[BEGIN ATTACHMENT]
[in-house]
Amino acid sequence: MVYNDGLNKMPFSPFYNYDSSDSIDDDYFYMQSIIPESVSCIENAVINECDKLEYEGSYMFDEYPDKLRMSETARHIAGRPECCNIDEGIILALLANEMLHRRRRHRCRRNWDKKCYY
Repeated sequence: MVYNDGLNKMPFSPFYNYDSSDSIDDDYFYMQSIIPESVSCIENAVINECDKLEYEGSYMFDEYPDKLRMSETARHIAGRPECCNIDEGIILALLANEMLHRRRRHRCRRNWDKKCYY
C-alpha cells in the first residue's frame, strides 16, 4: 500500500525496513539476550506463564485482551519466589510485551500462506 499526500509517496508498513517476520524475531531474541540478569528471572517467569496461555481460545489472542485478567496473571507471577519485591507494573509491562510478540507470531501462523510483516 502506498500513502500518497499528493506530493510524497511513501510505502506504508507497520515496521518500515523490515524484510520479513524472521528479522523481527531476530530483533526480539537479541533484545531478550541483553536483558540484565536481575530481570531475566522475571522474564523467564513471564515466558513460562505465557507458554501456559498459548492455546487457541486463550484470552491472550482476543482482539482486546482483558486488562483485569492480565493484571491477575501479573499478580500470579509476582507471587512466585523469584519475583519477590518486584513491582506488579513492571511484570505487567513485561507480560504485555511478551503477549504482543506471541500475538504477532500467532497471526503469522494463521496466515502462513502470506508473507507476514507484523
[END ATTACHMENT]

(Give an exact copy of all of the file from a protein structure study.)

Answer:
[in-house]
Amino acid sequence: MVYNDGLNKMPFSPFYNYDSSDSIDDDYFYMQSIIPESVSCIENAVINECDKLEYEGSYMFDEYPDKLRMSETARHIAGRPECCNIDEGIILALLANEMLHRRRRHRCRRNWDKKCYY
Repeated sequence: MVYNDGLNKMPFSPFYNYDSSDSIDDDYFYMQSIIPESVSCIENAVINECDKLEYEGSYMFDEYPDKLRMSETARHIAGRPECCNIDEGIILALLANEMLHRRRRHRCRRNWDKKCYY
C-alpha cells in the first residue's frame, strides 16, 4: 500500500525496513539476550506463564485482551519466589510485551500462506 499526500509517496508498513517476520524475531531474541540478569528471572517467569496461555481460545489472542485478567496473571507471577519485591507494573509491562510478540507470531501462523510483516 502506498500513502500518497499528493506530493510524497511513501510505502506504508507497520515496521518500515523490515524484510520479513524472521528479522523481527531476530530483533526480539537479541533484545531478550541483553536483558540484565536481575530481570531475566522475571522474564523467564513471564515466558513460562505465557507458554501456559498459548492455546487457541486463550484470552491472550482476543482482539482486546482483558486488562483485569492480565493484571491477575501479573499478580500470579509476582507471587512466585523469584519475583519477590518486584513491582506488579513492571511484570505487567513485561507480560504485555511478551503477549504482543506471541500475538504477532500467532497471526503469522494463521496466515502462513502470506508473507507476514507484523